Most of us do one of two things when we have a lot to complete in a finite amount of time: We try to multitask and do everything at once, or we batch the work by doing the same element of each task at once.
This feels efficient; we’re making progress on each of our tasks. However, doing it in this way could actually take us longer, particularly if we are working as part of a team.
Imagine, for example, you and three other members of your team are working on four projects and you each have different tasks to complete. You may be working on task one, but your colleagues may not, which holds up your progress as you wait for their expertise. They may face similar delays to their projects as they wait for you to finish your task.
Add in to this other complexities: If we’ve not looked at a project for a couple of days it may take us a while to get back into the swing of it. Plus, if there are four projects you each may have one that you favour above the others – either because you enjoy the work more or because you’re gunning for the outcome – you’ll naturally dedicate more time to that at the expense of your other projects.
And your three colleagues will do the same. That means your four projects will all take longer than they could have.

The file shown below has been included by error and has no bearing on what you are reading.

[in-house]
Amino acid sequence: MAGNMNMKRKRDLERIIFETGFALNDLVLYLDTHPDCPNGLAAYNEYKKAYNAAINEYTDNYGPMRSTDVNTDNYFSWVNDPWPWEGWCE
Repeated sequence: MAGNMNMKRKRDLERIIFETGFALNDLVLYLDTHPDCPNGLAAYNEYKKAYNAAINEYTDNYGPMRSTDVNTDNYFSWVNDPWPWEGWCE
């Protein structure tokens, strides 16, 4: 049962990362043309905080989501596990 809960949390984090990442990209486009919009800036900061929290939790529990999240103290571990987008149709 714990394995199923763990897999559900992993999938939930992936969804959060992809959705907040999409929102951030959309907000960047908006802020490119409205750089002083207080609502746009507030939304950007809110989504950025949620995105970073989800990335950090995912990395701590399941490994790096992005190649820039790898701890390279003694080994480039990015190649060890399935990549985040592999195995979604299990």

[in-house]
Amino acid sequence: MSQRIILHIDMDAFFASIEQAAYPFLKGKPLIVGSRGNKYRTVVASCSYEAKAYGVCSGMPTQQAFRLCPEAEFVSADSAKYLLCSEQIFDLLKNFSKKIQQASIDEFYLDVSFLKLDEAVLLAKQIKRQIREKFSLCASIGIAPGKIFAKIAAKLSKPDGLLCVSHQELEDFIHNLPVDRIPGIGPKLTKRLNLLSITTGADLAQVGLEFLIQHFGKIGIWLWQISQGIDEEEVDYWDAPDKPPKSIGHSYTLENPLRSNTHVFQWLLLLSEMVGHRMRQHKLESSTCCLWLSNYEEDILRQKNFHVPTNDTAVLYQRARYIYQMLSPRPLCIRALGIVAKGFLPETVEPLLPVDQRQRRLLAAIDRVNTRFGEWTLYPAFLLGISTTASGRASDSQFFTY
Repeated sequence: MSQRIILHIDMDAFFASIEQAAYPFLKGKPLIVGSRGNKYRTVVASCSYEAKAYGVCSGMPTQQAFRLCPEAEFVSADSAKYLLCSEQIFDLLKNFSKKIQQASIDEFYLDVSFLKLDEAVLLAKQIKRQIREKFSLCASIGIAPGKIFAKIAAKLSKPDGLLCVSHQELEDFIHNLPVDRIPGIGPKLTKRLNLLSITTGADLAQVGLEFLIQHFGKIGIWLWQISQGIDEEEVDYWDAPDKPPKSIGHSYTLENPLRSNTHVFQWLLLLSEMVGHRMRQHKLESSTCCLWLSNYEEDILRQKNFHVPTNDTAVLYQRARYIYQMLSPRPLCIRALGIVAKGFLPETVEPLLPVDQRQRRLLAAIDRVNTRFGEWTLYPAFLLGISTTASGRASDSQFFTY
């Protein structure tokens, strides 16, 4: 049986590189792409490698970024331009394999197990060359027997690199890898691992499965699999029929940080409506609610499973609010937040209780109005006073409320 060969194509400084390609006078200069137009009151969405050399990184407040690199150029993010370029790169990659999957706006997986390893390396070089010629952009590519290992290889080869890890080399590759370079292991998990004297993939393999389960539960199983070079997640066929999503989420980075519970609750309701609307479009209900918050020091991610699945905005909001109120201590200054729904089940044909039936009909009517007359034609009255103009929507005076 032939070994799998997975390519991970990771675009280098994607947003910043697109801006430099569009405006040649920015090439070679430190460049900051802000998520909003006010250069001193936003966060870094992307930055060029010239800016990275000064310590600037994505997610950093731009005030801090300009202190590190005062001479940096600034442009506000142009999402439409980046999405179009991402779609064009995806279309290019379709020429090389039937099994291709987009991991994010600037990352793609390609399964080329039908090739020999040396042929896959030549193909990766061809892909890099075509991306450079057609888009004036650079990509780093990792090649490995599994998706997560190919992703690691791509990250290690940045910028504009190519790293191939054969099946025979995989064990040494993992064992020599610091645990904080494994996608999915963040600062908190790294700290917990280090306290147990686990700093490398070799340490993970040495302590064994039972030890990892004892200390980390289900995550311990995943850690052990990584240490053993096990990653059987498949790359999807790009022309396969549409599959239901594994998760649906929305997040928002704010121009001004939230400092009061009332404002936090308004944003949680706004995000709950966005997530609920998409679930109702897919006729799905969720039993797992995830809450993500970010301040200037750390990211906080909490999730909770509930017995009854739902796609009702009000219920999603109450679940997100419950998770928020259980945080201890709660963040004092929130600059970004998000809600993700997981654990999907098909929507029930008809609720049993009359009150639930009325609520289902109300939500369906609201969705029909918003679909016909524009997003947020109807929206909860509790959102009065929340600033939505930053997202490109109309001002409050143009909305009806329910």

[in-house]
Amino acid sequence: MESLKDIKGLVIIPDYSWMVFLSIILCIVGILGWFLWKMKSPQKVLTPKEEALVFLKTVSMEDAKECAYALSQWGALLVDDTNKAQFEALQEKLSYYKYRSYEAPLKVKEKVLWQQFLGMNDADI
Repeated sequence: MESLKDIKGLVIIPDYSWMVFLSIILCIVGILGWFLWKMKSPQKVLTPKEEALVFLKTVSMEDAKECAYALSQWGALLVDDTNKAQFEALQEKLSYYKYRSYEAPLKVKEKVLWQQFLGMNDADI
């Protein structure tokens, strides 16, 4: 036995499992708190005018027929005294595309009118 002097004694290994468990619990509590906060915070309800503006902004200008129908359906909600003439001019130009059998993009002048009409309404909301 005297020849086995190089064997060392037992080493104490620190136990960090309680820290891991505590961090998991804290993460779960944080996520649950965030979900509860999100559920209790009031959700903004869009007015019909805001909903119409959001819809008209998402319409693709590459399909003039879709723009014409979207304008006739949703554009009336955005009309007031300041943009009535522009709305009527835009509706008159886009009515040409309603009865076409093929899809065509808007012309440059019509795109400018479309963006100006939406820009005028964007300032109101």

The alternative is that you take on less in order to do more. It’s based on a theory called Little’s Law which suggests that the speed of work through a process is proportional to the number of things being worked on simultaneously. If you have four projects to work on, it is more effective to have the whole team work on each project consecutively. This focuses the resources and means you won’t have to wait so long for skills or expertise.
However, it takes careful management. If each project is a pet-project of a particular member of your team, there needs to be the trust there that all projects will go ahead. All members of the team need to be dedicated to each project with the enthusiasm as though it were their own.
This alternative approach focuses the resources where they are needed and each person has more time to dedicate as they aren’t working on three other projects. Each project is completed more quickly and, as a result, the same number of projects are started and completed in the same time frame. However, the difference is that as each project is completed, the returns start to come into the company. In a traditional approach, all projects would be completed at around the same time so this would not occur.
Making this one small change can have a huge impact on your work life, but it feels counter-intuitive. So will you try it? Or have you already seen the results? Let us know in the comments below.
You can see more examples of how Little’s Law works here.